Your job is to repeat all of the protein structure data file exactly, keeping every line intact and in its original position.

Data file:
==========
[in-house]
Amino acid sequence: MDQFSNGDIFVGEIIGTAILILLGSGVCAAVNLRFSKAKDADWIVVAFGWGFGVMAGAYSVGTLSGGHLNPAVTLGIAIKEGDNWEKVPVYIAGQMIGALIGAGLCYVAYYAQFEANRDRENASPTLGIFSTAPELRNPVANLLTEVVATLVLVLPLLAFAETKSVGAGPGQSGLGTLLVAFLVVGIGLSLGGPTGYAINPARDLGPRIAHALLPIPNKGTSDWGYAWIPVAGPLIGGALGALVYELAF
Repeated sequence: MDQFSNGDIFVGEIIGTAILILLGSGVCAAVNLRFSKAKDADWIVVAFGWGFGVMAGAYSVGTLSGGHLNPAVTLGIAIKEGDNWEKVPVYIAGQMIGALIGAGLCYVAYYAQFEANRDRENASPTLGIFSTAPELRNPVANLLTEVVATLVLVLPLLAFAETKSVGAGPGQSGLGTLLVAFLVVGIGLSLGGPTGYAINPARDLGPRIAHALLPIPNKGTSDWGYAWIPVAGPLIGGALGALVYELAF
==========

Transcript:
[in-house]
Amino acid sequence: MDQFSNGDIFVGEIIGTAILILLGSGVCAAVNLRFSKAKDADWIVVAFGWGFGVMAGAYSVGTLSGGHLNPAVTLGIAIKEGDNWEKVPVYIAGQMIGALIGAGLCYVAYYAQFEANRDRENASPTLGIFSTAPELRNPVANLLTEVVATLVLVLPLLAFAETKSVGAGPGQSGLGTLLVAFLVVGIGLSLGGPTGYAINPARDLGPRIAHALLPIPNKGTSDWGYAWIPVAGPLIGGALGALVYELAF
Repeated sequence: MDQFSNGDIFVGEIIGTAILILLGSGVCAAVNLRFSKAKDADWIVVAFGWGFGVMAGAYSVGTLSGGHLNPAVTLGIAIKEGDNWEKVPVYIAGQMIGALIGAGLCYVAYYAQFEANRDRENASPTLGIFSTAPELRNPVANLLTEVVATLVLVLPLLAFAETKSVGAGPGQSGLGTLLVAFLVVGIGLSLGGPTGYAINPARDLGPRIAHALLPIPNKGTSDWGYAWIPVAGPLIGGALGALVYELAF